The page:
Ocean Bridge: The History of RAF Ferry Command by Carl A. ChristieOcean Bridge: The History of RAF Ferry Command by Carl A. Christie

Ocean Bridge: The History of RAF Ferry Command

byCarl A. Christie

Paperback | October 11, 1997

Pricing and Purchase Info

$43.50

Earn 218 plum® points
Quantity:

In stock online

Ships free on orders over $25

Not available in stores

about

At the beginning of the Second World War there was no thought of delivering planes by air across the Atlantic. It was assumed to be too costly and too dangerous, especially in winter. Despite this initial reluctance, between the fall of 1940 and the spring of 1945, Royal Air Force Ferry Command's mixed civilian and military crews flew almost ten thousand aircraft, mainly American-built, to operational squadrons overseas. In Ocean Bridge Carl Christie provides the first full account of the genesis, history, and importance of Ferry Command.

From the pioneer transatlantic flights of the interwar period and the early attempts to initiate regular commercial service, Christie traces London's decision to have aircraft, supplies, and passengers delivered across the Atlantic Ocean from Canada and the United States. Under the inspired leadership of a handful of Imperial Airways' captain-navigators, a group of civilian airmen from Britain, Canada, and the United States undertook to fly urgently needed bombers, maritime patrol aircraft, and transports to Europe for the RAF. This informal civilian organization was augmented by graduates of the British Commonwealth Air Training Plan in Canada and taken over by the RAF as Ferry Command in 194 1. Some five hundred aircrew, as well as sixty passengers, lost their lives in accidents; Major Sir Frederick Banting, the discoverer of insulin, was killed in the first fatal crash of the ferry service.

Ocean Bridge chronicles an often overlooked contribution to Allied victory and aviation history. By war's end the ferry service, through its various incarnations, had created the basis for the network of international air routes and procedures that commercial travellers now take for granted.

Carl A. Christie retired as Senior Research Officer of the Department of National Defence's Directorate of History in March 1996. He now lives in Winnipeg, where he teaches military and aviation history to Canadian Forces personnel as an associate professor of the Royal Military College of Canada's War Studies Programme. He is currentl...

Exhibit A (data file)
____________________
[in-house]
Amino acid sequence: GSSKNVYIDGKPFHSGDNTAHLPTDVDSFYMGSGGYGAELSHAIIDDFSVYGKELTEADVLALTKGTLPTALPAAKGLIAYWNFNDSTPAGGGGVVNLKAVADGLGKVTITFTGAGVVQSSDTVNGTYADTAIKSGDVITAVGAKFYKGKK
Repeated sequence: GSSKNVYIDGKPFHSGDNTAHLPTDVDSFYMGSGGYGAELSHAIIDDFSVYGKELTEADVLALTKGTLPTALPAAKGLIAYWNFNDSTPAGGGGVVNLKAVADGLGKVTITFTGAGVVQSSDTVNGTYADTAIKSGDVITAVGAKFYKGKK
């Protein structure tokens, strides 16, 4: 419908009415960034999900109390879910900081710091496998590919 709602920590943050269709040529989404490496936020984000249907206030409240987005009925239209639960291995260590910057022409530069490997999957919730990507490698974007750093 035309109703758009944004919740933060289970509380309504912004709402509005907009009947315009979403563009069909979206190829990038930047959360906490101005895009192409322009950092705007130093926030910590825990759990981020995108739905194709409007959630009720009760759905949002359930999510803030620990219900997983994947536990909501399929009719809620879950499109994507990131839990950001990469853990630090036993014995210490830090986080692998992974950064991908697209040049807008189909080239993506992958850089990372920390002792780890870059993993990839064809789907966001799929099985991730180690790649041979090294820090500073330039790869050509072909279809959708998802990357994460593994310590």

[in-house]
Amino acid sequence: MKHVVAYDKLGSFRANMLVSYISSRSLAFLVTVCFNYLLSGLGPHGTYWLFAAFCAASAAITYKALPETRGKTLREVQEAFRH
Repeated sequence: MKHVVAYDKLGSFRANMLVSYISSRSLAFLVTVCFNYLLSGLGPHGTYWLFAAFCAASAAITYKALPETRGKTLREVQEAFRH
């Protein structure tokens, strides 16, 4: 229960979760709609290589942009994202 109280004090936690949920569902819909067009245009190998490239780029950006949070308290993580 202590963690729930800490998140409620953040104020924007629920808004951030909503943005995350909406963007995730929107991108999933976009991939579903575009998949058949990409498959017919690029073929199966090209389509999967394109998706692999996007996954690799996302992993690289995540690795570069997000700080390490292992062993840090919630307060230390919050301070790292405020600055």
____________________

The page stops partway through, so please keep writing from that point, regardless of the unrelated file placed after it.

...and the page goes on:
Loading
Title:Ocean Bridge: The History of RAF Ferry CommandFormat:PaperbackDimensions:458 pages, 8.76 × 5.5 × 1.48 inPublished:October 11, 1997Publisher:University of Toronto Press, Scholarly Publishing Division

The following ISBNs are associated with this title:

ISBN - 10:0802081312

ISBN - 13:9780802081315

Look for similar items by category:

Reviews

From Our Editors

An airplane flight across the Atlantic seems simple and routine now. Just over 50 years ago, it was a feat even the Royal Air Force was reluctant to attempt. But during World War II, aircraft were badly needed in England; the RAF had no choice. Ocean Bridge tells the story of the Royal Air Force's Ferry Command, which flew almost 10,000 aircraft to overseas military operations between 1940 and 1945. This is the chronicle of an essential but overlooked military service largely staffed by civilian pilots. Its transatlantic routes paved the way for modern commercial flight.

Editorial Reviews

'Christie has mastered a large body of documentation and interviews to write this historical account. Despite the enormous wealth of detail and a cast of thousands, he has managed to produce a clear narrative of interest to anyone who knows how challenging the Atlantic can be.'